The rationale for the development of this Strategy at Kambala is the ever-growing importance of STEM in the world. STEM skills and jobs are increasing; with women continuing to be under-represented in these areas (National STEM Strategy 2016). The development of the Kambala STEM Strategy created purpose and vision for our STEM focus, with three key pillars forming the backbone of our planning and execution.
The three pillars focus on embedding STEM into teacher practices and the curriculum, student led initiatives and co-curricular opportunities and finally connections and immersion in industry and exposure to Women in STEM.
Embedding STEM into the curriculum can take on many forms, from incorporating technology such as robotics or coding into lessons, planning curriculum that develops STEM skills such as problem solving or critical thinking, to making links between STEM subjects and their subject area. Students are exposed to STEM projects throughout their time at Kambala.
As well as having delegated Digital Technologies lessons, students in the Junior School engage in a range of STEM based projects.
- In Transition students develop STEM skills by embarking on problem solving activities linked to both their Science curriculum and their current reading books.
- Year 1 utilises Osmo in order to support literacy and numeracy development as well as Ozobots to drive narratives for EALD development.
- Year 5 embark on a STEM project around Natural Disasters and Bush Fires which incorporates Digital Technology, Science and HSIE components.
- Year 6 carry out a STEM term in partnership with Science in which they design and prototype a solution to environmental problems.
The Senior School benefits from the STEM Champions program in which staff have been appointed to work with their departments in order to embed STEM skills into their curriculum and this can be seen to be evident in the traditional STEM subjects of Science, Technology and Maths but also in a variety of others such as History, English and Geography.
Cross curricular activities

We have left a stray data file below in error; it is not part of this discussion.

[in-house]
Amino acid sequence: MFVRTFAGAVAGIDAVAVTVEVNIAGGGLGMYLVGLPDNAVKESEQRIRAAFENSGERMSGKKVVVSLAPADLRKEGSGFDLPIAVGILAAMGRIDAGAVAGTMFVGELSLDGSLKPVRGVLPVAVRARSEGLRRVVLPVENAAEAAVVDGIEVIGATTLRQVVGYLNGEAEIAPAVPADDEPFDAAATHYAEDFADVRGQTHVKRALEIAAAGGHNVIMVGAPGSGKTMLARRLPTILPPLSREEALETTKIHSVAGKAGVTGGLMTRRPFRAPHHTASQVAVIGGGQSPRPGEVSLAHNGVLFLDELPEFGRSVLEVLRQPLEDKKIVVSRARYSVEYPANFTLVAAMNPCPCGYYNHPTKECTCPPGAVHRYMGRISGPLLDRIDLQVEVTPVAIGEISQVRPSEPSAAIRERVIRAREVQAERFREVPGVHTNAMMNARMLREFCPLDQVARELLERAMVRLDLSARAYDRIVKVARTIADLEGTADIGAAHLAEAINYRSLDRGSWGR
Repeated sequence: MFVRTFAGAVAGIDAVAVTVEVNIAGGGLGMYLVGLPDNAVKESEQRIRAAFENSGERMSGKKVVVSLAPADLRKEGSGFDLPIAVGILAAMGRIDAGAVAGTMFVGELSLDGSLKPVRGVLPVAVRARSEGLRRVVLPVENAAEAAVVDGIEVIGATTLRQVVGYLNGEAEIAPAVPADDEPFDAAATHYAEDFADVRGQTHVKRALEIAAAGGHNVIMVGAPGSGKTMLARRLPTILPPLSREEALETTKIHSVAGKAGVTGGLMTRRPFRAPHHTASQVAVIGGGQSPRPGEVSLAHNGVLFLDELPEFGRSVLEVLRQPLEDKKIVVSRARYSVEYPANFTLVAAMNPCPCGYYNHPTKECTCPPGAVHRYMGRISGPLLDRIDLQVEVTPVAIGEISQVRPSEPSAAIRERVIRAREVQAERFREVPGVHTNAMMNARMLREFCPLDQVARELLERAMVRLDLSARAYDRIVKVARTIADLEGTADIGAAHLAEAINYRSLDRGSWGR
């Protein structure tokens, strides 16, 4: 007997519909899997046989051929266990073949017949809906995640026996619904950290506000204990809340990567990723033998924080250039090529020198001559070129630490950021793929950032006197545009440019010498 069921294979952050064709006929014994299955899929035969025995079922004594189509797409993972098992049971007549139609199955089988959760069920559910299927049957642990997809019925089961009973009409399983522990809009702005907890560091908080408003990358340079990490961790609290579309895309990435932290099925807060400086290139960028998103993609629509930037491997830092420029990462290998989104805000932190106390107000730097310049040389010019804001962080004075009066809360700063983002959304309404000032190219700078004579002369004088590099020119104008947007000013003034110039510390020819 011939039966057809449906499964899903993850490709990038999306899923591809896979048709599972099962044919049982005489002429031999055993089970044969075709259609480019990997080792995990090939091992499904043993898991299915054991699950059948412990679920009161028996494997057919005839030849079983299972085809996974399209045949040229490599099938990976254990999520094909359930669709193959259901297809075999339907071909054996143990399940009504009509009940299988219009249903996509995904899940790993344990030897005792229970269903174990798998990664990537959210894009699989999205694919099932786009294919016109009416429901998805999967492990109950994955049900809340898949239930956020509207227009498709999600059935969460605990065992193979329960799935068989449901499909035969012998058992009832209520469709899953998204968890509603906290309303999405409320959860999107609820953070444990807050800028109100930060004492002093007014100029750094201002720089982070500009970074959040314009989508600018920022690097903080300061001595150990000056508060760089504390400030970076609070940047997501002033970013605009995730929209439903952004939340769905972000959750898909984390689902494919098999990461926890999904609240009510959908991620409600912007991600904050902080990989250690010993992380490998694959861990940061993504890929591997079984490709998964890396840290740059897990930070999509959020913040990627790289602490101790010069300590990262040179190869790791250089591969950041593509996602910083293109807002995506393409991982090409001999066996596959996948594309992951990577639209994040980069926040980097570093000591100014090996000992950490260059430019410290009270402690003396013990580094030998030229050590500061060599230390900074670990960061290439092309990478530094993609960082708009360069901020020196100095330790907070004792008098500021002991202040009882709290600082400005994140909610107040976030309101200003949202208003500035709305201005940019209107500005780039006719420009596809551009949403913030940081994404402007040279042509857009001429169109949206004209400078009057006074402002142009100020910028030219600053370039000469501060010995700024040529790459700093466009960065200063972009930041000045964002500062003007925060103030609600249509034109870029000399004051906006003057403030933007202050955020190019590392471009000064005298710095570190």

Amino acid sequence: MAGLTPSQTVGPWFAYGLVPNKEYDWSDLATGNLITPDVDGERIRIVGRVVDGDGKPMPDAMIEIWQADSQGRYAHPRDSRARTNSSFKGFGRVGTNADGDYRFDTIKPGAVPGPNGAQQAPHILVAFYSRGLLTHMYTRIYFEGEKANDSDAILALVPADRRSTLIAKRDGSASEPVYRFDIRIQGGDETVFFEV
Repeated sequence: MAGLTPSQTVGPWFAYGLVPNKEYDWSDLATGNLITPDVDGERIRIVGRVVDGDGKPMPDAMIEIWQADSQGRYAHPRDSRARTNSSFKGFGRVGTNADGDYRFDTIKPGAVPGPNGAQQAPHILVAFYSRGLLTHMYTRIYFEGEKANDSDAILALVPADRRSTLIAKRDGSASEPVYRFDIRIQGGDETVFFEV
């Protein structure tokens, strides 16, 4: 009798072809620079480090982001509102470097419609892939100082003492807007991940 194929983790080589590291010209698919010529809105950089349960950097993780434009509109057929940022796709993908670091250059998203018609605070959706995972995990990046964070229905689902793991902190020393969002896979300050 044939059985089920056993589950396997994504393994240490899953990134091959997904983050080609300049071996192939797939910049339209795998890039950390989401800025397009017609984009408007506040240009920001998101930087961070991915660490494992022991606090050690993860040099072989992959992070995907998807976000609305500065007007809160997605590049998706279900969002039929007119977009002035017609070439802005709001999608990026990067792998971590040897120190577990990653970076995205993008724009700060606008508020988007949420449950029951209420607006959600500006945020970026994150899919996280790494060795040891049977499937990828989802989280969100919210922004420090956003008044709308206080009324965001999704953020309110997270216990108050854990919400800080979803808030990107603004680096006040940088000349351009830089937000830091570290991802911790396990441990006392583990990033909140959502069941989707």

The notion of different departments working together to create exciting and informative experiences is integral to the development of STEM skills and making links between the STEM subjects.
Therefore there has been the development of STEM cross curricular activities, with Year 8 taking part in three days of Bridge Building and Year 7 taking part in three days of a Mission to Mars run by the Science, Technology and Maths departments. Skills that are developed in each area include engineering a bridge, scale drawing and building and budgeting the projects.
STEM clubs are offered for the following year groups:
- Transition STEM Club
- Year 5/6 Coding Club
- Year 3-6 STEM Club
- Year 5/6 Science Club
- Senior School STEM Club
Student Led initiatives
We are very lucky to have two passionate and driven STEM Prefects, with drive to engage girls in STEM.
The Prefects, along with their committee, organise Junior School STEM week, as well as the Senior School taking part in competitions and excursions such AI for Good and the Newcastle Science and Engineering Competition.
Further initiatives include creating a Sundial page in which students can ask Women in STEM questions about their careers and work with the Environmental Committee.
Links with Industry
The Kambala STEM Industry Immersion Program is an initiative for Year 10 girls to experience working in a STEM industry for two full weeks. The aim of the Program is to give students an insight into industries they may not have had chance to investigate before, as well as developing their STEM skills and experience of a workplace team
Opportunities are available at Qantas, Langfield Farm (Agronomy), Aileen Sage Architects, Northrop Engineers, Accordant, Flying Yogis, Charter Hall, The Centenary Institute, Vision X Ray group, SpeeDX and Nine.
Students completes a problem-solving project during their time in order to apply their learned skills and give back to their employers.
Additionally, students in Year 10, 11 and 12 are able to experience the Women in STEM forum, in which three women come to talk about their career and how to get in to the industry. Students are able to ask questions or register for a lunch afterwards in order to find out more.